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Campfire: Let’s Talk Marshmallows

Sinking your teeth into a marshmallow is like biting into a cloud!

Let’s make marshmallows! Before we do, let’s ask a beautiful question: Where did the idea come from? Marshmallows, after all, are not naturally occurring.

If we want to encourage our children to engage in the work of writing their ideas, sharing stories of successful idea-making is a terrific inspiration.

Did you know that this treat has a long, sweet history?

Begin by teaching your children that marshmallow is a plant. It has a scientific name: Althaea officinalis. You might point out that scientific names are capitalized differently than names of people. Only the first name is capitalized. It got its name because it is a “mallow” plant and grows in marshy areas. Marshmallow sprouts light pink flowers and grows very tall.

Next share a bit of history. As early as the 9th century, Greeks used marshmallow medicinally by making a balm from the sap. They discovered it soothed wounds, stings, and tummy aches. Later the Romans discovered  marshmallow worked well as a laxative. By the Middle Ages, marshmallow was a treatment for a wide variety of ailments including insomnia! But it was the ancient Egyptians who made a sweet treat by combining marshmallow sap, honey, and nuts. The French took it from here. Their concoction was still semi-medicinal (used often as a throat lozenge), but interestingly it was also advertised as anti-aging cream! Eventually, through France, marshmallows landed as a sweet indulgent treat.

Marshmallows arrived in the USA in the 1800s. And we can thank the Girl Scouts for S’Mores.

Before you begin to cook, share this amazing fact: We consume 90 million pounds of marshmallows every year!

Here is a simple recipe:

For the syrup: Combine in a saucepan with a candy thermometer: 3/4 cup Water + 1 1/4 cup corn syrup + 3 cups sugar + pinch of salt

For the body of the confection: In a heavy-duty mixer, sprinkle 3 tablespoons gelatin over 3/4 cup water


  1. Let the gelatin dissolve in the water in the mixer with the whisk attachment ready to go.
  2. Boil the syrup mixture to 240 degrees. Immediately pour the syrup slowly into the mixer. Increase to high and beat until very thick!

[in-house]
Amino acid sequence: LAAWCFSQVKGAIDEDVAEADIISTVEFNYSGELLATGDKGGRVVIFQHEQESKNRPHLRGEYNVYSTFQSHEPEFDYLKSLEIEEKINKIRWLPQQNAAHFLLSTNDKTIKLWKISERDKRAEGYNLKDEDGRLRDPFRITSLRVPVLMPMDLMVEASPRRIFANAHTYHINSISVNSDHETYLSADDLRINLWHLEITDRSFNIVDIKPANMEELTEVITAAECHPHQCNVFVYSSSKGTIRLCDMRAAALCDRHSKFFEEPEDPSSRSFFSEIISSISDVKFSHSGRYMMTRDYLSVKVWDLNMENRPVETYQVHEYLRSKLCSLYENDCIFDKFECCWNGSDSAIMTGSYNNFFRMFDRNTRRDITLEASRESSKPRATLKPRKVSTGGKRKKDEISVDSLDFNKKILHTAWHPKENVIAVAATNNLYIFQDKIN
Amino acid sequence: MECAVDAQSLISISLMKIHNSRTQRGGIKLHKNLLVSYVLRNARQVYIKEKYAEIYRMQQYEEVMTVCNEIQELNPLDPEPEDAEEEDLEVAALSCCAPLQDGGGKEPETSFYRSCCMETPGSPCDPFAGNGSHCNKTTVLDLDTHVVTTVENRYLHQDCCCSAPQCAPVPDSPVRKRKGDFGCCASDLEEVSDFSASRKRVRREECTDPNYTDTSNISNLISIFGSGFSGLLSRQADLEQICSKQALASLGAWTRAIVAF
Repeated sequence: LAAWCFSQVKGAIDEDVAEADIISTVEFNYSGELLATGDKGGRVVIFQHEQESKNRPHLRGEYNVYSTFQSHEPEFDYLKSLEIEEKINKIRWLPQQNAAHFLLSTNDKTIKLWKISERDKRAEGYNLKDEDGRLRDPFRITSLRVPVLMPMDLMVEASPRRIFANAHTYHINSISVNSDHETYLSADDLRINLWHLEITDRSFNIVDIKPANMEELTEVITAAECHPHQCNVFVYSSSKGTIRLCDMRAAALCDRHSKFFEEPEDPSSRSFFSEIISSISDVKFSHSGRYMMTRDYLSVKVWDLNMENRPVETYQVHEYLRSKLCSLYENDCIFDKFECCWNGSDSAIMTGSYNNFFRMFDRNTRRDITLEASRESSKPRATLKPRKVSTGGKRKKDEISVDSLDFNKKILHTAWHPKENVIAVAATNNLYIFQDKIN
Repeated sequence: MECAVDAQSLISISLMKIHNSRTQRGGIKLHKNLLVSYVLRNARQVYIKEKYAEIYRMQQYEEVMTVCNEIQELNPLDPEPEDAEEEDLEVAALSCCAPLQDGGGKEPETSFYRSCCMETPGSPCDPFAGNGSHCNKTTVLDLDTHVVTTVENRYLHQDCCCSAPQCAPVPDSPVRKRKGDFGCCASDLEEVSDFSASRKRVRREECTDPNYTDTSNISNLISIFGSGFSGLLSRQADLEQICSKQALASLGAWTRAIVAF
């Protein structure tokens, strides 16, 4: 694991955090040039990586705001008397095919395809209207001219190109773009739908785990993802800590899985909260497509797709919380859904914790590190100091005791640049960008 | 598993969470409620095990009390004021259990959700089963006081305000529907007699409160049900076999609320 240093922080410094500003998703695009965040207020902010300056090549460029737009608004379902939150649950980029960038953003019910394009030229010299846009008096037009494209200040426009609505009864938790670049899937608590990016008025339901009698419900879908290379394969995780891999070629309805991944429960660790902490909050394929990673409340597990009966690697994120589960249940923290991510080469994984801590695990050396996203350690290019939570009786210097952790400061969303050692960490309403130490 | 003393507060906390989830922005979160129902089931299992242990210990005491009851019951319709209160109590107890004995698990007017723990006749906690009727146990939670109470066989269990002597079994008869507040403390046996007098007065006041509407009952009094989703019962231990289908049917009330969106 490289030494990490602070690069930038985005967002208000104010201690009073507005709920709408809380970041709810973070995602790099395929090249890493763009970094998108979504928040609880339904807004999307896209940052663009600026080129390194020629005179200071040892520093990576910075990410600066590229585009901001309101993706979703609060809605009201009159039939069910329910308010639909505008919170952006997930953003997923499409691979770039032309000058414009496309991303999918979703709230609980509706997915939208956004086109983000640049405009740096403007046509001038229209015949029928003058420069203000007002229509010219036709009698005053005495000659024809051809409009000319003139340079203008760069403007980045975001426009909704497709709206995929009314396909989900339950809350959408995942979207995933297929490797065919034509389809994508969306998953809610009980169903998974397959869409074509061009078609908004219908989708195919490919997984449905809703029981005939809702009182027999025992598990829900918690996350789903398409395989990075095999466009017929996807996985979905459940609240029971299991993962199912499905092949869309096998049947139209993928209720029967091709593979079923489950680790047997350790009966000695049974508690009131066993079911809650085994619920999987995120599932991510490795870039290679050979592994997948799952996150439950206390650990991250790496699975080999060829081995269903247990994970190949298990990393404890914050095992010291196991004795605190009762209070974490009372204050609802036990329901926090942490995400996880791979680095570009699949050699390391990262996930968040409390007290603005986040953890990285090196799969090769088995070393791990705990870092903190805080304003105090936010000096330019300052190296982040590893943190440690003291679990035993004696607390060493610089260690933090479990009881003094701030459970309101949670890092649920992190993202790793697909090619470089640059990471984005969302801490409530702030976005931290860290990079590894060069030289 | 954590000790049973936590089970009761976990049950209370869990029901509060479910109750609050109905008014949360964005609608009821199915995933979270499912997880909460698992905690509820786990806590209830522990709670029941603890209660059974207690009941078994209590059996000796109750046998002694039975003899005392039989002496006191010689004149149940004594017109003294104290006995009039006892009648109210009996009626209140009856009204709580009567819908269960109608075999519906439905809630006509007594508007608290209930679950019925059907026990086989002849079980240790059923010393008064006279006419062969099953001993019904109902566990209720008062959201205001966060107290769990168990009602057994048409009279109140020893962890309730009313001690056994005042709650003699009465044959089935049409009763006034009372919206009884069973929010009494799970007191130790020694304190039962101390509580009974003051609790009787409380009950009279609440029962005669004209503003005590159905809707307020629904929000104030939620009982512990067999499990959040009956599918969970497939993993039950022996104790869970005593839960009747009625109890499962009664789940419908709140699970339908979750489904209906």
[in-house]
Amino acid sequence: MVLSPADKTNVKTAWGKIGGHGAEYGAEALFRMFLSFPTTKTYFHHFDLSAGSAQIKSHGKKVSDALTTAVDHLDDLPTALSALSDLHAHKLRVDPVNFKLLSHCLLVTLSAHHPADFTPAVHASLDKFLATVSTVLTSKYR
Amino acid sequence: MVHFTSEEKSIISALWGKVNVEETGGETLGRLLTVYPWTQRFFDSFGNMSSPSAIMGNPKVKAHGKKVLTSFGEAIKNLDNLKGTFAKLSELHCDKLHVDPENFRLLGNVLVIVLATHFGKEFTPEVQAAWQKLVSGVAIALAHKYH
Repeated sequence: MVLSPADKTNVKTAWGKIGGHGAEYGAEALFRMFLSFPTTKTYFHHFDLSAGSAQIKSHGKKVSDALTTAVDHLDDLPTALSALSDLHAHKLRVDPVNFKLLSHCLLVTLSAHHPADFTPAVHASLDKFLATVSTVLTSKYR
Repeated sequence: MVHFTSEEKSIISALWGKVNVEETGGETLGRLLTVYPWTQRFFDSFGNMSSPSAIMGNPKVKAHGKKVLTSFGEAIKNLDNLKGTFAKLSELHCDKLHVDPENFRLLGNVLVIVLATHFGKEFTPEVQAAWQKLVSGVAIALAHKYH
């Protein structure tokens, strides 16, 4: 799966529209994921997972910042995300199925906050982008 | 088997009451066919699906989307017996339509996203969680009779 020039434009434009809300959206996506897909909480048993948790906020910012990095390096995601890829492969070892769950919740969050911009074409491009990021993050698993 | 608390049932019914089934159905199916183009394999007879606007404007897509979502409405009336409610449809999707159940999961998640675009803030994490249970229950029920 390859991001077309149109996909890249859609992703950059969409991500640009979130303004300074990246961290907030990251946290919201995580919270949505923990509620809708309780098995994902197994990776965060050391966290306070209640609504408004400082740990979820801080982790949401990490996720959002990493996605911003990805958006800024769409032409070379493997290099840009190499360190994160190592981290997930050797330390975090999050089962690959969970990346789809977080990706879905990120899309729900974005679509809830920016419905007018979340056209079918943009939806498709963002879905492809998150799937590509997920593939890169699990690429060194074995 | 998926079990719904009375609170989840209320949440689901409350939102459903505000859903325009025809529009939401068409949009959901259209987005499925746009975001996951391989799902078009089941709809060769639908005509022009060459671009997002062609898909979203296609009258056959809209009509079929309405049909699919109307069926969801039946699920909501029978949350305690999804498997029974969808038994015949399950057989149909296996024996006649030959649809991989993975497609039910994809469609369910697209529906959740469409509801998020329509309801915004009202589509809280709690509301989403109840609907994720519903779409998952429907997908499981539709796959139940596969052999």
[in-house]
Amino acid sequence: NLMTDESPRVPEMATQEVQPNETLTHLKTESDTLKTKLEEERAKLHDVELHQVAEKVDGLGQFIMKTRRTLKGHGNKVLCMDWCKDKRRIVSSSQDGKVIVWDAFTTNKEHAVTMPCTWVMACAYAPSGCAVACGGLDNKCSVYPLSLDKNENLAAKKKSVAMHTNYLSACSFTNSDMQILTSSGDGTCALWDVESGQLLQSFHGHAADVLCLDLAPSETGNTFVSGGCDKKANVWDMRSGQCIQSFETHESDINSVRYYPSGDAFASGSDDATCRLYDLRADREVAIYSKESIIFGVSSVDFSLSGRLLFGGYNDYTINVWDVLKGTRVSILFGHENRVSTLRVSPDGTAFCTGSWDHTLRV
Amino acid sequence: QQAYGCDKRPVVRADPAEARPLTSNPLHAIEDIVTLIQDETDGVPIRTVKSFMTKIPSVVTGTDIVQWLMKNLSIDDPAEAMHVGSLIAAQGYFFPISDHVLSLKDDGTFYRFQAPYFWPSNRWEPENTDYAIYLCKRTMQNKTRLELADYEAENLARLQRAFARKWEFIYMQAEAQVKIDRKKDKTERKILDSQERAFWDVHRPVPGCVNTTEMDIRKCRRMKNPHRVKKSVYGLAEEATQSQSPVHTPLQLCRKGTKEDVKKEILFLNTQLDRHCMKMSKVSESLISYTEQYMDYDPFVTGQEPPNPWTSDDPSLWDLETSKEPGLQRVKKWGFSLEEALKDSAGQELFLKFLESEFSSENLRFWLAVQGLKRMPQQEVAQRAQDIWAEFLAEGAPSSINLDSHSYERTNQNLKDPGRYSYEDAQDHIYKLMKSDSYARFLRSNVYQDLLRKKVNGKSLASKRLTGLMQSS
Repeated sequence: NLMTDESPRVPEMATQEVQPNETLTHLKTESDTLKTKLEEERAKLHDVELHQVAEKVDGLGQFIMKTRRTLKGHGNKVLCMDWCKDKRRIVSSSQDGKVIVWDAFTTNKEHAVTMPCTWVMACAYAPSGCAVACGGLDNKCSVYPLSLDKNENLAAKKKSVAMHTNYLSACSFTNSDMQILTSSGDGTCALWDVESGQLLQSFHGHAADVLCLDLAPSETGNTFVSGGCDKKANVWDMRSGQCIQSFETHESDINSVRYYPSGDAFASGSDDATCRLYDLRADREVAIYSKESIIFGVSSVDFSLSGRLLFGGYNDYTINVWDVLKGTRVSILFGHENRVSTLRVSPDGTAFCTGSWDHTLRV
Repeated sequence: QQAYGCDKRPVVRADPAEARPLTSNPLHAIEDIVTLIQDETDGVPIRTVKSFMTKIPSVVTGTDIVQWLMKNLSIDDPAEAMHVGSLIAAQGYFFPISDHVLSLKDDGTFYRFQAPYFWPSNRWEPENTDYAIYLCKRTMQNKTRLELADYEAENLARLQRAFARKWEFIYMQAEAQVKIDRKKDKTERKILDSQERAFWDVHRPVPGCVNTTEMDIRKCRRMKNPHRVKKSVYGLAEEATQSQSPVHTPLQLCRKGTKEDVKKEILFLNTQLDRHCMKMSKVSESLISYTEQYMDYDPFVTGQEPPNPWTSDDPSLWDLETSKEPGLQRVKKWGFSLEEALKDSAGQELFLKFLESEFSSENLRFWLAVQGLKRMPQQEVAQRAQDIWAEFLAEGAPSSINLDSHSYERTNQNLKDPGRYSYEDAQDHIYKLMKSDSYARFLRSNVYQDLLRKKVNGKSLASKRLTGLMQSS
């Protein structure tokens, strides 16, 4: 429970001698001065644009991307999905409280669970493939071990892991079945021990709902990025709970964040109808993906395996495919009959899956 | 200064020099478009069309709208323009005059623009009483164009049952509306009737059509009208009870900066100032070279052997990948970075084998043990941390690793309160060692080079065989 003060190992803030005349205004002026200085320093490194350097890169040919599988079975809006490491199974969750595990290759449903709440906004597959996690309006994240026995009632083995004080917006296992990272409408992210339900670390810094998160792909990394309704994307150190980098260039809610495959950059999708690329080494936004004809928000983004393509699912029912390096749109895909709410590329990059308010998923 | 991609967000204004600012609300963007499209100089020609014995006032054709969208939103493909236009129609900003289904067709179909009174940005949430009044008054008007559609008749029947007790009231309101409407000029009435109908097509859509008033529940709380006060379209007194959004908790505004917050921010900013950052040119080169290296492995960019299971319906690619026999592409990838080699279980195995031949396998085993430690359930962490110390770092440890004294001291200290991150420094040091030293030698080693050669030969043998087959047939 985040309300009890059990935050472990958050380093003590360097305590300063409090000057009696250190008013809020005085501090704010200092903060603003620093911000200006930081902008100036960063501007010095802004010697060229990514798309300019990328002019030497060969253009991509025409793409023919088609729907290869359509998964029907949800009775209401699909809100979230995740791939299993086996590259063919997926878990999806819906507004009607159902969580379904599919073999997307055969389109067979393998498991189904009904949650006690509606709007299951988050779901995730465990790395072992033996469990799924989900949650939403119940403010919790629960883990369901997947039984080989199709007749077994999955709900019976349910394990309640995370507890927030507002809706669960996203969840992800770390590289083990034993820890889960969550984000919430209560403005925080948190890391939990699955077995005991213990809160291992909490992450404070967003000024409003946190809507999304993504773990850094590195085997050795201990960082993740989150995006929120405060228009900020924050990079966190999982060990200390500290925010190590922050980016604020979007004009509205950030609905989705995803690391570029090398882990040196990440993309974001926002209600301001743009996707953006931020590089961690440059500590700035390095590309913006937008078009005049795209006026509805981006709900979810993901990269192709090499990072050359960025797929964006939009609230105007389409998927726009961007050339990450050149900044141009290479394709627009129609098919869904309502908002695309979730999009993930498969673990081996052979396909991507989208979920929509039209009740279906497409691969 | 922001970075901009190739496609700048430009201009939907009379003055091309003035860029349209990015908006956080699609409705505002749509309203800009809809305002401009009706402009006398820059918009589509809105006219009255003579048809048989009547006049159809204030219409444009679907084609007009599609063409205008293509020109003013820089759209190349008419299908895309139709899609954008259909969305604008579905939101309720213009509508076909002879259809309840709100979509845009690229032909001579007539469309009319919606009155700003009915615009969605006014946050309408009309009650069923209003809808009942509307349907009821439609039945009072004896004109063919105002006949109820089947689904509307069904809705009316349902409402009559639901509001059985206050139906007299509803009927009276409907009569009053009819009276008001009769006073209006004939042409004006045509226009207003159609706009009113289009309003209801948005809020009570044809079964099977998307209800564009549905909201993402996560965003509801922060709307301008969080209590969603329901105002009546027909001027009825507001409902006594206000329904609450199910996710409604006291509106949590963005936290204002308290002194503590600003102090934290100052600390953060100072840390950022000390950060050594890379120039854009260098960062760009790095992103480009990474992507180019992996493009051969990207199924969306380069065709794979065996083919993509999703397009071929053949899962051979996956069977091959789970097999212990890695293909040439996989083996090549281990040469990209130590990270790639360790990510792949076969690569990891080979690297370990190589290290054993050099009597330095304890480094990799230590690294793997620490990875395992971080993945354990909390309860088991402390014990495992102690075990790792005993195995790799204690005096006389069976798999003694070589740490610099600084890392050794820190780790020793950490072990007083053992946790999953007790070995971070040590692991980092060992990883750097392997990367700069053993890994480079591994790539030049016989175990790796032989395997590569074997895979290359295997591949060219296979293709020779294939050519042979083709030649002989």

3. Add flavoring—a tablespoon of vanilla, or 1 1/2 teaspoons of almond or peppermint. Here you can be creative!
  4. Now pour the marshmallow mixture into a greased with spray oil 13″ x 9″ baking pan. At this point you can sprinkle sparkle sugar to decorate. Let set overnight.
  5. Turn pan over onto a large cutting board heavily dusted with powdered sugar. Cut the set marshmallow into cubes. Roll each cube in organic powdered sugar—you will need about 1 cup.

Even if you have never made marshmallows from scratch, remember the kitchen is a classroom. Enjoy the adventure creating this campfire friendly confection!


~Kimberly & Sara

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Let’s Zoom our Hatchlings into School!

If you a parent or a teacher using Hatchling Volume 1 (Kindergarten) or Hatchling Volume 2 (1st Grade), have we got a Zoom for YOU!

Join us for an informational session where we will be sharing strategies, inspiration, and downloadable FREEBIES! There will be time for you to ask questions of our Pages teachers and time to cheer each other on. May this informational (FREE!) session help you feel empowered to step into 2022/23 with pep in your step.

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Sneak Peak: Welcome Hatchlings!

We are so pleased to announce the arrival of our Hatchling Discovery Guides! This integrated, multi-sensory approach encourages Kindergarten through 2nd Grade learners to discover the complex connections between reading and writing the fun way.

 Our Hatchling unit is designed to be paced over the course of two years as a comprehensive language arts program that introduces all the skills necessary to read fluently and write fluidly. Over the course of 52 weeks (2 school years), your little ones will discover the joys of reading and writing, delighting in the process.

Each year the phonics of reading and writing is introduced in a logical progression from initial sounds to more complex patterns in three concise student journals. Our teacher guide is designed to help you mentor and inspire your students through their individual important work. There are no lessons to prepare, but rather time to come alongside.

Each week students will:

  • Learn and practice phonics using miniature objects and colorful didactic flashcards 
  • Utilize a moveable alphabet and the sand tray to reinforce learning
  • Read, write, and acquire sight vocabulary
  • Read exceptional literature
  • Create meaningful journal entries
  • Engage in line-work activities that strengthen developing fine motor skills

complete first grade language arts

For second year students in 1st or 2nd grade, we’ve added an element that teaches the four types of sentences and offers an opportunity to practice the art of sentence crafting using the miniature objects. Mazes, too, are a fun addition at this level, further developing fine motor skills and logic.

And, in line with all our offerings, we’ve tied writing to great stories. What better to spark the child’s imagination than an endearing tale?

All this, plus “just right” readers along the way, enables your students to practice phonics as it is being introduced.

We believe the best kind of learning is happy learning . Hatchlings will open the door to the wonder and potential of language, inspiring curiosity and independence along the way. Both Volume 1 and Volume 2 will be available for pre-order at April 1st. Hatchlings will begin shipping early June to those who place early orders. Stay tuned for more details.